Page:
Disposable Content

cleopatrav3.jpg

the burning of the Great Library at Alexandria… the MGM version…

This morning we had a meeting with the head of one of the largest newspaper groups in the world, based in the UK.

We were early…(which I think is a good thing for meetings like this).

And so to kill time we lingered in the lobby, which was filled with, needless to say, newspapers.

Newspapers are remarkable things. Later in our meeting, the CEO would comment on how newspapers are the original non-linear delivery system. You can move from item to item with great ease..then come back to something you find interesting.

While that is true, I was struck by something else: the piles of paper. Great mountains of it. And free (at least for those visiting the office). Outside, great mountains of newspaper filled with content were on sale for £.35 (or about 70 cents). A real deal, if you think about it.

We live in a sea of paper.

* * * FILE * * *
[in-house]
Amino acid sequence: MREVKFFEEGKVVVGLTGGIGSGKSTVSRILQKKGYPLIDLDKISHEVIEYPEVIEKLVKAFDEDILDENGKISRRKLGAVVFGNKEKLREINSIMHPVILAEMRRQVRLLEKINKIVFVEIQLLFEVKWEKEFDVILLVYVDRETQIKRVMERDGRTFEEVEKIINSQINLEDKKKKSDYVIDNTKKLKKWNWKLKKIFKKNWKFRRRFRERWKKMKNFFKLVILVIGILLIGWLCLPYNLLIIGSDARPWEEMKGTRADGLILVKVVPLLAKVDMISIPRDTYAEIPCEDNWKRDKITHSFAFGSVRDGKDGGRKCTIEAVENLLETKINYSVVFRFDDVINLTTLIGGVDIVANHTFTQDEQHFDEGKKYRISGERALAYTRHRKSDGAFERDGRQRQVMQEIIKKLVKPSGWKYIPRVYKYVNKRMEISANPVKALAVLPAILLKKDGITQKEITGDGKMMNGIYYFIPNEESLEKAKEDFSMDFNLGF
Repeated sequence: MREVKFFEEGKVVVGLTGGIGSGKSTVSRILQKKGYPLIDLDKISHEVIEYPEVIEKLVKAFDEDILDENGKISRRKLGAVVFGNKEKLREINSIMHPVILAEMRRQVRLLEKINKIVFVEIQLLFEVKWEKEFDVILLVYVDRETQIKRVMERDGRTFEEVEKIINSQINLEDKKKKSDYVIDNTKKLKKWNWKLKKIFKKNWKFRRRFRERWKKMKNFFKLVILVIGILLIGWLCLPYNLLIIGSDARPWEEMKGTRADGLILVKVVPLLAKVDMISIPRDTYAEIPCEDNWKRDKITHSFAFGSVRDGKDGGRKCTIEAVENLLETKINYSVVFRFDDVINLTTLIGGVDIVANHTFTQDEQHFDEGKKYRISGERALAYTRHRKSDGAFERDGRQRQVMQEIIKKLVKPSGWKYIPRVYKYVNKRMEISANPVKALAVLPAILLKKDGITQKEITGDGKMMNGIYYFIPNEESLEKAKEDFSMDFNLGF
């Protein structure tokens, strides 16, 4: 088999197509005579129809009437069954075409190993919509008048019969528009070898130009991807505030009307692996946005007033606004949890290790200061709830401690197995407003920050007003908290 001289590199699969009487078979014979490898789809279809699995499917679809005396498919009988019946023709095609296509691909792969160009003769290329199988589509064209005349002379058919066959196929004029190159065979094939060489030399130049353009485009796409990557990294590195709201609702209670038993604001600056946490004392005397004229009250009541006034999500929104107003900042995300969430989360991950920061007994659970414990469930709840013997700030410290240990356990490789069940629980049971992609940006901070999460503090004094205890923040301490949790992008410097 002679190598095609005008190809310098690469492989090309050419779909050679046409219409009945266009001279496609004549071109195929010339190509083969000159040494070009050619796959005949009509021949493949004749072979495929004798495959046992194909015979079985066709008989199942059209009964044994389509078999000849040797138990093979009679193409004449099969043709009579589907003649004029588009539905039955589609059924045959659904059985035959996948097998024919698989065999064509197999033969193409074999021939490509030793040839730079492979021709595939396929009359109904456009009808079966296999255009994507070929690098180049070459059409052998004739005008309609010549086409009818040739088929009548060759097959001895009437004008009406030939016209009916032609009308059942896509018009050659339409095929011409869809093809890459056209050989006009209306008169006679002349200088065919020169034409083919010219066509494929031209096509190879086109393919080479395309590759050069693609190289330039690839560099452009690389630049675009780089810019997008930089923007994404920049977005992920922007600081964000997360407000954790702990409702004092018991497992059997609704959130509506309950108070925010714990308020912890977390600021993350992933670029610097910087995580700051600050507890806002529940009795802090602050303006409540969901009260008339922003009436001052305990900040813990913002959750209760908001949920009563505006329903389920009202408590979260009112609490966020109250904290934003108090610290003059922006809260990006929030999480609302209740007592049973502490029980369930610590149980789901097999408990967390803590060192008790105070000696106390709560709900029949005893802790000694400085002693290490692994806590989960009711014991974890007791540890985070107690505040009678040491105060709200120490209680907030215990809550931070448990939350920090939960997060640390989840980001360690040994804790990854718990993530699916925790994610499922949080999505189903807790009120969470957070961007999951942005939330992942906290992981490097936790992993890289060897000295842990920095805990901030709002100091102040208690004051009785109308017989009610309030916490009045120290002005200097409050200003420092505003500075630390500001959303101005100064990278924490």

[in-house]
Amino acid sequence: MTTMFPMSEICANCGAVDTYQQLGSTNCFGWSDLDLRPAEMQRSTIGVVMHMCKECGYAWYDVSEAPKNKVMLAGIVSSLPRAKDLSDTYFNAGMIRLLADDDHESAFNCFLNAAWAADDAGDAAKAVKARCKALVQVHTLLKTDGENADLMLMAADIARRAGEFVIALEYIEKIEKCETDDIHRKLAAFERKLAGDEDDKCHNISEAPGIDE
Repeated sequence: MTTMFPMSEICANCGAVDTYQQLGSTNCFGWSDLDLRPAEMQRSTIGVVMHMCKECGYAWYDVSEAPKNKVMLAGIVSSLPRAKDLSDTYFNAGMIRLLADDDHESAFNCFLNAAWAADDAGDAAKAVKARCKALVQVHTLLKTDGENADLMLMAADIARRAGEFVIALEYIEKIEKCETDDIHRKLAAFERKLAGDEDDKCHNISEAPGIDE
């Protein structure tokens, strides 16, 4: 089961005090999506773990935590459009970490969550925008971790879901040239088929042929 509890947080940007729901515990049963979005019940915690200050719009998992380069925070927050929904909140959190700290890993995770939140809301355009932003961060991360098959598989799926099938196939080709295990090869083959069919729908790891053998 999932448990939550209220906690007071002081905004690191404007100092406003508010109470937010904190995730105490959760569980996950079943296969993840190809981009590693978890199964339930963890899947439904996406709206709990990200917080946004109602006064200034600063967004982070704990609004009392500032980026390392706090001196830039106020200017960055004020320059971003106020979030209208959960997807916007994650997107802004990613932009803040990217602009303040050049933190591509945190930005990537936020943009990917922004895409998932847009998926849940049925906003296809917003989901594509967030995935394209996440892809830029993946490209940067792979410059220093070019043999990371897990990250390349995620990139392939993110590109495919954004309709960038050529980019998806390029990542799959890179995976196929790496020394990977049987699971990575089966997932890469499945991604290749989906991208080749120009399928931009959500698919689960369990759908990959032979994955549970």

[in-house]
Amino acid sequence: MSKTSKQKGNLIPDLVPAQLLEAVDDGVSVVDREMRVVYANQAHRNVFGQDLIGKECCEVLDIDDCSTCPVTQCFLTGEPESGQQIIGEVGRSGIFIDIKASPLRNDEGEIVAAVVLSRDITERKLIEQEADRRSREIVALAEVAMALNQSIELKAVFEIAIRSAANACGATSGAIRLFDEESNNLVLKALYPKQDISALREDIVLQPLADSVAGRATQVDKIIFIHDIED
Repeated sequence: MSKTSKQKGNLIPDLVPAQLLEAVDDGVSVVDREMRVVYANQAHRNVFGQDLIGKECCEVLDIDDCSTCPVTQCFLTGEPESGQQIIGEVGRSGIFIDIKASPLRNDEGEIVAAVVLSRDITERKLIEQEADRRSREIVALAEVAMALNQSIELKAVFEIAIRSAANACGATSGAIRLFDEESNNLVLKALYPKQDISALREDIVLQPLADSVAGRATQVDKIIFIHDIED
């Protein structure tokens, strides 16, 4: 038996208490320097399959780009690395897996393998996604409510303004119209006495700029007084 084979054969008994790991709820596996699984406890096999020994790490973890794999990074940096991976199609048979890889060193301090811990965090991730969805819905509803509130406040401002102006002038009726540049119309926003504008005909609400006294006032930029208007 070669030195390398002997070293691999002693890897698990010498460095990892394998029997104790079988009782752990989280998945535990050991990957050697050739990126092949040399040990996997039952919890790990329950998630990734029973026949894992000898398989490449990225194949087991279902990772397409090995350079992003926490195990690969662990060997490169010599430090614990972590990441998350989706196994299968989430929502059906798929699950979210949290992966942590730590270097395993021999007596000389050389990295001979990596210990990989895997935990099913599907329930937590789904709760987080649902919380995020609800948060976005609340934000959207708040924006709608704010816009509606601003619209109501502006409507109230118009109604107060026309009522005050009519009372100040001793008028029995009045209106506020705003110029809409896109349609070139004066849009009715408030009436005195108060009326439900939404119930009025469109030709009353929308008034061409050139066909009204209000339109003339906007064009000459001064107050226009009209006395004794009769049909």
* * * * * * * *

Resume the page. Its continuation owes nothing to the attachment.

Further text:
It is so cheap that we buy a Sunday Times, read a few articles and throw the rest away.

It is so cheap that we cover the walls of our homes with it, throw it out without thought, and in this country use it to serve fish and chips.

It was not always so.

In antiquity, paper was so expensive and difficult and complex to make that one might rarely see a piece of it in a lifetime.

Think for a moment of a world without paper.

What would it be like?

No books, no magazines, no newspapers, no billboards, no menus, no paper towels, no post notes.. not nothing. Cheap paper, often unheralded, is in many ways the backbone of our culture. Were paper expensive, we would treat it very differently.

In ancient Rome, paper was made from papyrus in a long and difficult process. The word paper itself is derived from papyrus. Books or scrolls existed, but they were expensive and fragile and guarded with great care.

For almost two millenia, paper has been the platform both for the creation of content, its distribution and the storage of intellectual property. The destruction of the Library at Alexandria (some say by Caesar, some say by Christians and some say by Muslims) was a shattering tragedy because of the rarity and irreplaceable nature of what was lost.

Andy Grove, the former CEO of Intel postulated that in the not too distant future computing power would be as inexpensive and ubiquitious as paper is today. That is, we would be able to cover the walls of our houses with computer processors and throw away computers after one minor use (like the Sunday paper).